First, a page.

New technology in the construction industry, such as prefabrication building, automation, building information modeling (BIM), and construction project management software, can help improve project performance, remove inefficiencies, and reduce rework resulting from bad design, errors, poor data, or miscommunication.
ServiceTitan's Construction & Service Software gives you the power to drill down on job-progress metrics, communicate with crews on project delivery, and know the exact status of all construction activities. Using your own customer data, this all-in-one software solution uses construction technology to automate job estimating, dispatch scheduling, construction reporting, and so much more. It even integrates with QuickBooks or Sage Intacct for accurate work-in-progress reporting and improved cash flow management.
5. Train and Develop More Construction Industry Leaders
The labor shortage and lack of skilled tradesmen definitely impacts construction productivity rates, with 80% of construction companies reporting they can't find the workers they need—which, obviously, results in productivity loss.
As a female general contractor, Karen Digman has owned and operated Homes by Karen, LLC, in East Central Indiana for the past 15 years. While she employs one skilled lead and a semi-skilled worker, along with 15-plus independent subcontractors, Digman says finding skilled labor ranks as her top pain point.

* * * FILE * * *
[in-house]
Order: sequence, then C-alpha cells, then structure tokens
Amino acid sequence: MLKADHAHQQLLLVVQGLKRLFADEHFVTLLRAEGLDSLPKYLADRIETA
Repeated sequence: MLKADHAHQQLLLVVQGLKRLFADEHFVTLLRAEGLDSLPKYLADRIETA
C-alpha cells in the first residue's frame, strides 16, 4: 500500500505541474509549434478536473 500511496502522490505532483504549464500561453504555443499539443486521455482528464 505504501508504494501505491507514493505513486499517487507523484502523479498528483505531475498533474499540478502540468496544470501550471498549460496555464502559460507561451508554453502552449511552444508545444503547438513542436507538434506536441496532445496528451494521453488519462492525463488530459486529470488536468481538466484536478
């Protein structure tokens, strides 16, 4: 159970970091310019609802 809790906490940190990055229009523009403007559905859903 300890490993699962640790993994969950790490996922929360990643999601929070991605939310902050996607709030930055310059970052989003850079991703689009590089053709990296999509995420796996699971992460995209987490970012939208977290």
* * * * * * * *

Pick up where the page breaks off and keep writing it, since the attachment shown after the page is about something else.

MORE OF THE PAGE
"That has been the biggest problem I've had for the last couple of years … the need for skilled workers who are dependable," says Digman, a home builder who averages about $900,000 in sales each year. "The need is for skilled people who are willing to work for a decent wage and show up. It's hard!"
Construction workers perform a physically demanding job year round and in all kinds of weather conditions, from sweltering hot to icy cold. But for those willing to do the work and learn a skilled trade, the construction industry offers many benefits, including job security, better wages, and higher earning potential.
To help improve construction productivity rates, combat the labor shortage, and remove the stigma associated with working in the trades, Digman thinks the answer falls on the shoulders of the construction industry to push colleges and trade schools harder to offer more training in the skilled trades.
"A lot of our skilled workers are older and they do this for a living, but our youth or all the rest fall into it by default," she says. "Nothing else worked out, they didn't go to college, they couldn't hold down a job. They'll go get a summer job—roofing, framing, or whatever—but they don't pursue it. They don't try to make it a career, because it's hard.
"It doesn't take a boatload of training. It really doesn't," Digman says. "You put them with a good lead worker, encourage them, mentor them. … If they have a knack for it and they like it, they're going to do really well at it."